This past September my family gathered on the coast of Maine to scatter the ashes of my parents. It sounds straightforward, but you could say that this event was over fifty years in the making.
I grew up in the Montreal area. Like many Quebeckers, we went to Maine every summer for our vacations. My parents had vacationed there individually before they married in 1952 and it seemed inevitable that we would take our family holidays there. We first went when I was three and it is in fact one of my earliest memories. My parents would bundle all six kids into the Rambler and make the six-hour drive to the coast. As the youngest, I sat on my mother’s lap in the front seat. This was well before child safety protocols. My parents were very welcoming, and over the years, we were able to bring friends and partners. When my siblings eventually had children, this annual tradition extended to include their families as well.
My father died unexpectedly of a stroke in 1998 at the age of seventy-four. He was cremated and we had a traditional church service with a reception afterwards. We began having conversations with my mother about what to do with his ashes. We agreed to wait until my mother passed and then scatter their ashes together on the coast of Maine. In the meantime, the tradition of descending to Maine each summer continued. My mother would live for another twenty-one years before dying in 2019 at age ninety-five after a brief illness with cancer. This time, we held a lovely celebration of life, one that had been prearranged with my mother. My siblings and I began to discuss a plan to scatter their ashes and were looking at the summer of 2020 before the pandemic hit that winter.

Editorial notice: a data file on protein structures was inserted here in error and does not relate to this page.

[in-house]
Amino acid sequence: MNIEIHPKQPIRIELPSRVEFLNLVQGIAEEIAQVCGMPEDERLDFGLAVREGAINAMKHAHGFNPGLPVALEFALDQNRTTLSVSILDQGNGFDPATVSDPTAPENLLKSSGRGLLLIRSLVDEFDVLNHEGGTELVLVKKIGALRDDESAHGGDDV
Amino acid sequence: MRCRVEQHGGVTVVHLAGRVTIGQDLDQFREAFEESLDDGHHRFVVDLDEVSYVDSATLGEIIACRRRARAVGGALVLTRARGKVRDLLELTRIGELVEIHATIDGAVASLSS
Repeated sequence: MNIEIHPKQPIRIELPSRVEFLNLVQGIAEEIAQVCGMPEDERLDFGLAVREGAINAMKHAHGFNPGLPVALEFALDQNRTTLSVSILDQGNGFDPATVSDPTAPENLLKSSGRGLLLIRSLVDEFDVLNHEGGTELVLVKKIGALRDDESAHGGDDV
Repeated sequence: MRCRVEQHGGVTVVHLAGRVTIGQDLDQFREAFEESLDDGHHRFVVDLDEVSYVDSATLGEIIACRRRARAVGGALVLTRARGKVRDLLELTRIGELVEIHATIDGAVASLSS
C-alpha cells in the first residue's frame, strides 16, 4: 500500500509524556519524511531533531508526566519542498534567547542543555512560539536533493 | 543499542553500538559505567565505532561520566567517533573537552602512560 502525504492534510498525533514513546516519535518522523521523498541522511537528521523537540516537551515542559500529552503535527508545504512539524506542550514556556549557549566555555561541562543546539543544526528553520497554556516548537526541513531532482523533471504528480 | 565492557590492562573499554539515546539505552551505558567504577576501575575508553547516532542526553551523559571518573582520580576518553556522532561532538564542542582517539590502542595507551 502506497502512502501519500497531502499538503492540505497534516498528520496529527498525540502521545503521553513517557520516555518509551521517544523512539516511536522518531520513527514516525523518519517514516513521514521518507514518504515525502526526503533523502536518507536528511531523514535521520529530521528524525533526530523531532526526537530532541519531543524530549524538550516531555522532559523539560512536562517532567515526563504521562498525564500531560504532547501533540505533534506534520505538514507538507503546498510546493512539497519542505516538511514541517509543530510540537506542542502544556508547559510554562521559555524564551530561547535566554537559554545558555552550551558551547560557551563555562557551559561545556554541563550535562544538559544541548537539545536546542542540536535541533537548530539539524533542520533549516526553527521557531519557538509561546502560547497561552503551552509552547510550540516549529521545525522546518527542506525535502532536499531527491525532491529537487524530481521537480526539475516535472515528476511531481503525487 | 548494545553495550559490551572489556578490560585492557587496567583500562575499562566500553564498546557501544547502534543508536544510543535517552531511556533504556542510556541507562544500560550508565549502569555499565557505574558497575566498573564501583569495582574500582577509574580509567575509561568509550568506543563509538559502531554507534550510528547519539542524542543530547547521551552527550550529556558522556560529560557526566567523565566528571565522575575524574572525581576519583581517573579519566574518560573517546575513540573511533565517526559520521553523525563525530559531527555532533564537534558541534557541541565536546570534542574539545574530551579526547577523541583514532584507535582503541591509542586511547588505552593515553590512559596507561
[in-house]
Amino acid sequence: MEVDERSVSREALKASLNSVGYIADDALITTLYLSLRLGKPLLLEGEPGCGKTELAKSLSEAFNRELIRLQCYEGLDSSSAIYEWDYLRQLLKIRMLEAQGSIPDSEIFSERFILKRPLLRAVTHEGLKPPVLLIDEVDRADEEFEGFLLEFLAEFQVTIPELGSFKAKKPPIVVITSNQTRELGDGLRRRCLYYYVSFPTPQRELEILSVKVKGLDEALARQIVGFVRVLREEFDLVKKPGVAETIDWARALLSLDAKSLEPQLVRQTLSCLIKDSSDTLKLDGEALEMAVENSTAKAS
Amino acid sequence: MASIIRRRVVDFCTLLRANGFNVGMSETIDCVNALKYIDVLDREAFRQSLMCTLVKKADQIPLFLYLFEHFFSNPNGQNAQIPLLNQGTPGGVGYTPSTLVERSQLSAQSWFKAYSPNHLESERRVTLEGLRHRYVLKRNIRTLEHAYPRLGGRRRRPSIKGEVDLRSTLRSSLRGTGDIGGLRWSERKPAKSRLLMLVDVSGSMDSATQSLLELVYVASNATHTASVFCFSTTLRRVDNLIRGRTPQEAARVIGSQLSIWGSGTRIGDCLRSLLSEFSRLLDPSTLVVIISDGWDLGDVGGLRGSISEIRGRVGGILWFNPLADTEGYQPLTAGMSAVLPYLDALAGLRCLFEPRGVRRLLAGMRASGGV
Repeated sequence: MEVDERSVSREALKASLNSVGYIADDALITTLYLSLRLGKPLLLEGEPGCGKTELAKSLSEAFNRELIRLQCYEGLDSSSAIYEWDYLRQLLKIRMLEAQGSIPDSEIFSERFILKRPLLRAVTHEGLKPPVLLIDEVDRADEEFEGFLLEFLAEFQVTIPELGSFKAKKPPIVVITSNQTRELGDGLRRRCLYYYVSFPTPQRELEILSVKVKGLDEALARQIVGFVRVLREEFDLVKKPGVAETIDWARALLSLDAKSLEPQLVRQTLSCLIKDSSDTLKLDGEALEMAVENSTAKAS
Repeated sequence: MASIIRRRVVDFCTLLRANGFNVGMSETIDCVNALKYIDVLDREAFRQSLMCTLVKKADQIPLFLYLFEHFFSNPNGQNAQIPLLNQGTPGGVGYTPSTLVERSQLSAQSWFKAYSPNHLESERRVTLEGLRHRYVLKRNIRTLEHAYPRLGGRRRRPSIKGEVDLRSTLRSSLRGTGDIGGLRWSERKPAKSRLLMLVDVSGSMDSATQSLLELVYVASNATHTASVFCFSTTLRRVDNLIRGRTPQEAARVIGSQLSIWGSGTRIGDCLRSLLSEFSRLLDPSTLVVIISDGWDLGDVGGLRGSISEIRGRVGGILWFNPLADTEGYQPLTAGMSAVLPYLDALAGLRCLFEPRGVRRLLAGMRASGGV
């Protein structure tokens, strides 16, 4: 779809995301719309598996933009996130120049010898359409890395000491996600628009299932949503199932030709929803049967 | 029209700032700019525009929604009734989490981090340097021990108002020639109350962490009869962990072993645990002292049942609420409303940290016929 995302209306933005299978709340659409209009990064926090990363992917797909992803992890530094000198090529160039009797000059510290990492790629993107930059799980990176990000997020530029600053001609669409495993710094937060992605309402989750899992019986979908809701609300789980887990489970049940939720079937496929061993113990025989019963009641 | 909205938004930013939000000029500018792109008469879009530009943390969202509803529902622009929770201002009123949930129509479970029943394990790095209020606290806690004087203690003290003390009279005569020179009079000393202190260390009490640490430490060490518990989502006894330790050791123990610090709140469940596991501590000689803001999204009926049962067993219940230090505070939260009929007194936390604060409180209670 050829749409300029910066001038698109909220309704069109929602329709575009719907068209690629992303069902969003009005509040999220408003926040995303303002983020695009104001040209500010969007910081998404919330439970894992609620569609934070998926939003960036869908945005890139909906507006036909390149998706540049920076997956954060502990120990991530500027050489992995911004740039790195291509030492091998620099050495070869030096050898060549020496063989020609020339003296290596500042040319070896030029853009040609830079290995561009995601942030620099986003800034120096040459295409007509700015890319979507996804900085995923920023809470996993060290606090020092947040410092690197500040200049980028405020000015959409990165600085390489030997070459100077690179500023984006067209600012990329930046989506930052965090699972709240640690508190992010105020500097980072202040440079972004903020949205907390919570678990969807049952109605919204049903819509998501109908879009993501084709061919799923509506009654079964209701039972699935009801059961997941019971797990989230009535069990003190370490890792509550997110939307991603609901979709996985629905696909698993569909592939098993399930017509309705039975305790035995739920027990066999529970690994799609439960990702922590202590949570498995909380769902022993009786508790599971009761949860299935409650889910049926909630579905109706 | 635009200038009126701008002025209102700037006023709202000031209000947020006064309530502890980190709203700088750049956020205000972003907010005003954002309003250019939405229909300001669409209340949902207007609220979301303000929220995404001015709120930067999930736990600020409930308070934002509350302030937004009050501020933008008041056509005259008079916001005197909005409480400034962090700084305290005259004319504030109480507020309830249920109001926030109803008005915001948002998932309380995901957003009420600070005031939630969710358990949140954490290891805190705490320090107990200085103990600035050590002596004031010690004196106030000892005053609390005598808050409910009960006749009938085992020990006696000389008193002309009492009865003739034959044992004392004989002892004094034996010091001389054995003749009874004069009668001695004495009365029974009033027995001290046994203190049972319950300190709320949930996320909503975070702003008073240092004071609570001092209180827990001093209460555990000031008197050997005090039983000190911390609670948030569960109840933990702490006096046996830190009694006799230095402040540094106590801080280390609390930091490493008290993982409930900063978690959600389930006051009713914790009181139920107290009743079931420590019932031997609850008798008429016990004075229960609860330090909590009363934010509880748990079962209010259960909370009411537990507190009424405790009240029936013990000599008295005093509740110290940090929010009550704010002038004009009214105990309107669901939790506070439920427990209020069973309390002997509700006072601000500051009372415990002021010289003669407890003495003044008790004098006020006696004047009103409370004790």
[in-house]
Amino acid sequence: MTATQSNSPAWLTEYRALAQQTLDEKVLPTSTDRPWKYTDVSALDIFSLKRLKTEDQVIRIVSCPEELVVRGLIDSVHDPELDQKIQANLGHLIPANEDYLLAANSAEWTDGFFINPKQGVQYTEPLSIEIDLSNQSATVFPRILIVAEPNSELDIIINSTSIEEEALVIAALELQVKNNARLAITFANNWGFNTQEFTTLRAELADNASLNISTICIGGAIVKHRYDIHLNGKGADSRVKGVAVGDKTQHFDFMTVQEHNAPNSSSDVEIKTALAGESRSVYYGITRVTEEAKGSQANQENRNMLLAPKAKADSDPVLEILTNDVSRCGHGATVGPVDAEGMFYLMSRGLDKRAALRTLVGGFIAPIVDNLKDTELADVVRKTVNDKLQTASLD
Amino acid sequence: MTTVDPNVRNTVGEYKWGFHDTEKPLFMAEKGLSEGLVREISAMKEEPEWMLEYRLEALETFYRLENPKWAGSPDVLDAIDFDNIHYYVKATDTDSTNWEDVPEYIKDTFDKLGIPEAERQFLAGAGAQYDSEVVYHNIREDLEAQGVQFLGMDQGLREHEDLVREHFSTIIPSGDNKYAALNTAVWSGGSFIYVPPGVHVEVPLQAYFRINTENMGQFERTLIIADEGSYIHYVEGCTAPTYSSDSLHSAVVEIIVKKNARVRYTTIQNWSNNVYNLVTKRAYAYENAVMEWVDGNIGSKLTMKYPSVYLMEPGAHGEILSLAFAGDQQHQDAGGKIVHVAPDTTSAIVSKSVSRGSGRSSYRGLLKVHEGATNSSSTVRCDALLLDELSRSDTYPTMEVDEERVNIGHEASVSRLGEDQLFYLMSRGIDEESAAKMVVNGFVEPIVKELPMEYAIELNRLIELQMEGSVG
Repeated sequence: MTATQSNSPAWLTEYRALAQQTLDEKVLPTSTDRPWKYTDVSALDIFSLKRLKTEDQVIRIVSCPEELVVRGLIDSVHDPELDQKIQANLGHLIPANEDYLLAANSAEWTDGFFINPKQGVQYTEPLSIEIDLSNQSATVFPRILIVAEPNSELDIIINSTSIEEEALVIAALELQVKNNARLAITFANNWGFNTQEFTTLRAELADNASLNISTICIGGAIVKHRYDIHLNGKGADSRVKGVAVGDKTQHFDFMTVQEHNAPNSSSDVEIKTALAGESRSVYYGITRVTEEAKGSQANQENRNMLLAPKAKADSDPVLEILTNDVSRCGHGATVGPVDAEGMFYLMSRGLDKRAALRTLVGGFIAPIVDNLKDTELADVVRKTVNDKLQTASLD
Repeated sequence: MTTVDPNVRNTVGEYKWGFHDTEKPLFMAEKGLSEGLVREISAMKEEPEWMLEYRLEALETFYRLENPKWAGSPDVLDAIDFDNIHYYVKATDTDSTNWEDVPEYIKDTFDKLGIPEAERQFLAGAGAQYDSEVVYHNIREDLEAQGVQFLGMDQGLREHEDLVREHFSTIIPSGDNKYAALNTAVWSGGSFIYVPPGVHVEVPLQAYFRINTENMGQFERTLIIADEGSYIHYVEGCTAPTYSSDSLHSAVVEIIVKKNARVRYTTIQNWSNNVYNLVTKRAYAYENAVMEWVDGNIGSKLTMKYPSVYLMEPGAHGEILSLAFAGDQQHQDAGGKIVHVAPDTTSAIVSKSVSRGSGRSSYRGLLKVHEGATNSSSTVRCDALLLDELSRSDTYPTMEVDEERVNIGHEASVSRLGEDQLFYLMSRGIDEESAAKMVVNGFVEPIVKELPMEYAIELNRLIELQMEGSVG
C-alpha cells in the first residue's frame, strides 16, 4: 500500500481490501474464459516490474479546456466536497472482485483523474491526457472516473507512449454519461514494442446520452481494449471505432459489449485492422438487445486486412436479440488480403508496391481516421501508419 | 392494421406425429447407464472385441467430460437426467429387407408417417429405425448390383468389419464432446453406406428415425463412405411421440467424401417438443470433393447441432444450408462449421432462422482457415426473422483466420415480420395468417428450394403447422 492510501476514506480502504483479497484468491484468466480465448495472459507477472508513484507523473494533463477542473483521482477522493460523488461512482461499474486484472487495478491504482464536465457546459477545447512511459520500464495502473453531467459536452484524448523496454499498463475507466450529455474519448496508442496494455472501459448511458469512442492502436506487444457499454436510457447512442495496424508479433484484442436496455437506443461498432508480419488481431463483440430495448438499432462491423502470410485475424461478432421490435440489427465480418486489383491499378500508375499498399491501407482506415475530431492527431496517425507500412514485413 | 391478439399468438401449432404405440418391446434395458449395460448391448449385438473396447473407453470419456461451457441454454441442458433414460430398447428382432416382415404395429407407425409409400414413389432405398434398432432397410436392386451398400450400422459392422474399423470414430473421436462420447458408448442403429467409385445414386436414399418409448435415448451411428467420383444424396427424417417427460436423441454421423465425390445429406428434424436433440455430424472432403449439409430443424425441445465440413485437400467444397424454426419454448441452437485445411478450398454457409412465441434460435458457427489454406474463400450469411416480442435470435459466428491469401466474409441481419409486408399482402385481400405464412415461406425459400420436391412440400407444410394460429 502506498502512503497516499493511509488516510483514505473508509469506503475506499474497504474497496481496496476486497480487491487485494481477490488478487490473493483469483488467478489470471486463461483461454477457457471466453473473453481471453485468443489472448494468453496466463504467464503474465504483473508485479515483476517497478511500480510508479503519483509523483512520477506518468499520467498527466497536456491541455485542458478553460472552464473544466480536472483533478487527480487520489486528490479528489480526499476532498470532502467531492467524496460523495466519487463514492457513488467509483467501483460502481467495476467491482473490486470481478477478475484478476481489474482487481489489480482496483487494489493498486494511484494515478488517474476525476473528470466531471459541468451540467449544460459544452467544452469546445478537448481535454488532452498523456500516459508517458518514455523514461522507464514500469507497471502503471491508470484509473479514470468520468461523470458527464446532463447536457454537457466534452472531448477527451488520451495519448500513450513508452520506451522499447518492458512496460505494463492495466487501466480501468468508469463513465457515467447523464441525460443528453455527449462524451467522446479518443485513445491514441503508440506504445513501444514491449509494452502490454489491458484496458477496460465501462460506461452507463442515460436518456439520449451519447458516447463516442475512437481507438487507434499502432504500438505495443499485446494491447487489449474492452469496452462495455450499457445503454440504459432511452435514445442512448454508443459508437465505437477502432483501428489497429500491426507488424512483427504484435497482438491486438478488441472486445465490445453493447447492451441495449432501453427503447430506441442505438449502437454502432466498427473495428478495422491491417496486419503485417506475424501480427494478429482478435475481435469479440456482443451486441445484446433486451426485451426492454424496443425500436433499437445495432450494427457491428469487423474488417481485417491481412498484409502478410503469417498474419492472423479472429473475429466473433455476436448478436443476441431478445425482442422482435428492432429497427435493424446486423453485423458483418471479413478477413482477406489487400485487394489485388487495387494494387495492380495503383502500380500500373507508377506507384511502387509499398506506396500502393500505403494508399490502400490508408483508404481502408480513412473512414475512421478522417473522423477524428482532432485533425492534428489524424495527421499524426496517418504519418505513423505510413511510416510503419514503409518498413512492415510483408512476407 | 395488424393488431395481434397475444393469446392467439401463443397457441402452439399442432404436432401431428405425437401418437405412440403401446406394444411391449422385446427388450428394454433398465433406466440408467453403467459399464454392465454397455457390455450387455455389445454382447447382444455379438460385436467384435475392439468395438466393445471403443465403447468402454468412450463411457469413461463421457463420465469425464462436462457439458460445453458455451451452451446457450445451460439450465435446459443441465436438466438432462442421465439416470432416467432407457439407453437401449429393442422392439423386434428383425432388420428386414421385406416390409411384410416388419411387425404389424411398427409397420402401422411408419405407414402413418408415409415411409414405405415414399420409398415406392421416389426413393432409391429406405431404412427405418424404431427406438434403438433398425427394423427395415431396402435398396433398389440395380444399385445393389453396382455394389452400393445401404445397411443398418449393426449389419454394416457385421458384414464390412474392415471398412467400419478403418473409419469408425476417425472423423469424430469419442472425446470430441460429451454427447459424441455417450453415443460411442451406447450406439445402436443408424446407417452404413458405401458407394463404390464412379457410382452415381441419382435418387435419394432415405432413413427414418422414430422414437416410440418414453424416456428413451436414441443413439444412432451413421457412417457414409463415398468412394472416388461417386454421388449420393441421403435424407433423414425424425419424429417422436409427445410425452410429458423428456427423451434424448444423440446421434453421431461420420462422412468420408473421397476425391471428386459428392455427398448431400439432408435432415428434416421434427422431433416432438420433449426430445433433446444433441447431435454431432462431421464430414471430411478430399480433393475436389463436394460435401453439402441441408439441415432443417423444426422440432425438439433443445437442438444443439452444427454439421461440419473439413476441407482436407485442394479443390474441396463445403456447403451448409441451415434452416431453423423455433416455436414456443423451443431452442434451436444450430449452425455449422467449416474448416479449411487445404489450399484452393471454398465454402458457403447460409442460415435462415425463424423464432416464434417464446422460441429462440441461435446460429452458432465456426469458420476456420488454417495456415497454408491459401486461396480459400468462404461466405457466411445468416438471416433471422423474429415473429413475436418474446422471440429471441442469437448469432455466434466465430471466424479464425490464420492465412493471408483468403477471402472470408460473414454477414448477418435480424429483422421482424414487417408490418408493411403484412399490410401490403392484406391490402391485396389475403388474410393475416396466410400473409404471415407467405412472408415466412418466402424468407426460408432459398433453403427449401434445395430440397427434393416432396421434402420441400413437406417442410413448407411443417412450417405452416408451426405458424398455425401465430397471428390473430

As the pandemic subsided and the borders re-opened, it was time. Once we settled on a date that suited everyone’s busy schedules and travel needs, the next challenge was deciding the when and how. We had different ideas about this emotional topic and finally agreed to scatter their ashes one evening at dusk by the ocean.
On the day, we mixed our parents’ ashes together from their respective urns. It struck me as surreal that my parents were finally reunited in some metaphysical sense after being separated for twenty-four years. We then divided the ashes into six small containers, one for each of the children. My brother from Ontario did not receive his passport in time, but was represented by his eldest son who was able to make the trip.
As we made our way to the beach, each of us was lost in our own thoughts. Against the mellowing sun and the sound of waves, we formed a circle on the beach, and each briefly shared. Afterwards, we returned to the cottage for a family dinner. I felt a tremendous sense of lightness in finally honouring this commitment to our parents. I also took great solace that my parents were now united to rest in a place that had meant so much to them and to our family.
Peter Toppings is the Executive Director of the Memorial Society of British Columbia. He encourages everyone to give thought to creating a special moment for scattering the ashes of their loved ones.
Resource: Meaningful Ideas – Planning a Ceremony for Spreading Ashes, Link >